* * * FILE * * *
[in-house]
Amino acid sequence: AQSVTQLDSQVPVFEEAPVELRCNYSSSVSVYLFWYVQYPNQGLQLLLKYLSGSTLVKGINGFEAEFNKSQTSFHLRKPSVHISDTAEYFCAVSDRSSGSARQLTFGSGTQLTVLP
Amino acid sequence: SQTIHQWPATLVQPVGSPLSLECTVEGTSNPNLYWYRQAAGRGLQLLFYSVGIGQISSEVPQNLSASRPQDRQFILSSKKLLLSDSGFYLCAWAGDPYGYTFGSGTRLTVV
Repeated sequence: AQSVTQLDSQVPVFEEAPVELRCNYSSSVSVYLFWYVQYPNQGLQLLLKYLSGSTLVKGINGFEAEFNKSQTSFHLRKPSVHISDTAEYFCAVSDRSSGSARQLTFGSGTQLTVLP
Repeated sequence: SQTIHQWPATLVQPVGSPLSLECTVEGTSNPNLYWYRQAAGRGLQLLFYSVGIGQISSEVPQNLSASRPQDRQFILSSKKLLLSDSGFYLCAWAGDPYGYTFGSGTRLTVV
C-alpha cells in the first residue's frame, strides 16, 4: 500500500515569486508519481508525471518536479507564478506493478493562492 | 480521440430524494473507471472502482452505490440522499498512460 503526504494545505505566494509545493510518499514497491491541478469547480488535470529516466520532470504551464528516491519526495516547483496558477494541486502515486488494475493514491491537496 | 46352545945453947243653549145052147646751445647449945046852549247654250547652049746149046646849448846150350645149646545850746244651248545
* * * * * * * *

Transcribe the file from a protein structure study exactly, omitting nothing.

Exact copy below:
[in-house]
Amino acid sequence: AQSVTQLDSQVPVFEEAPVELRCNYSSSVSVYLFWYVQYPNQGLQLLLKYLSGSTLVKGINGFEAEFNKSQTSFHLRKPSVHISDTAEYFCAVSDRSSGSARQLTFGSGTQLTVLP
Amino acid sequence: SQTIHQWPATLVQPVGSPLSLECTVEGTSNPNLYWYRQAAGRGLQLLFYSVGIGQISSEVPQNLSASRPQDRQFILSSKKLLLSDSGFYLCAWAGDPYGYTFGSGTRLTVV
Repeated sequence: AQSVTQLDSQVPVFEEAPVELRCNYSSSVSVYLFWYVQYPNQGLQLLLKYLSGSTLVKGINGFEAEFNKSQTSFHLRKPSVHISDTAEYFCAVSDRSSGSARQLTFGSGTQLTVLP
Repeated sequence: SQTIHQWPATLVQPVGSPLSLECTVEGTSNPNLYWYRQAAGRGLQLLFYSVGIGQISSEVPQNLSASRPQDRQFILSSKKLLLSDSGFYLCAWAGDPYGYTFGSGTRLTVV
C-alpha cells in the first residue's frame, strides 16, 4: 500500500515569486508519481508525471518536479507564478506493478493562492 | 480521440430524494473507471472502482452505490440522499498512460 503526504494545505505566494509545493510518499514497491491541478469547480488535470529516466520532470504551464528516491519526495516547483496558477494541486502515486488494475493514491491537496 | 46352545945453947243653549145052147646751445647449945046852549247654250547652049746149046646849448846150350645149646545850746244651248545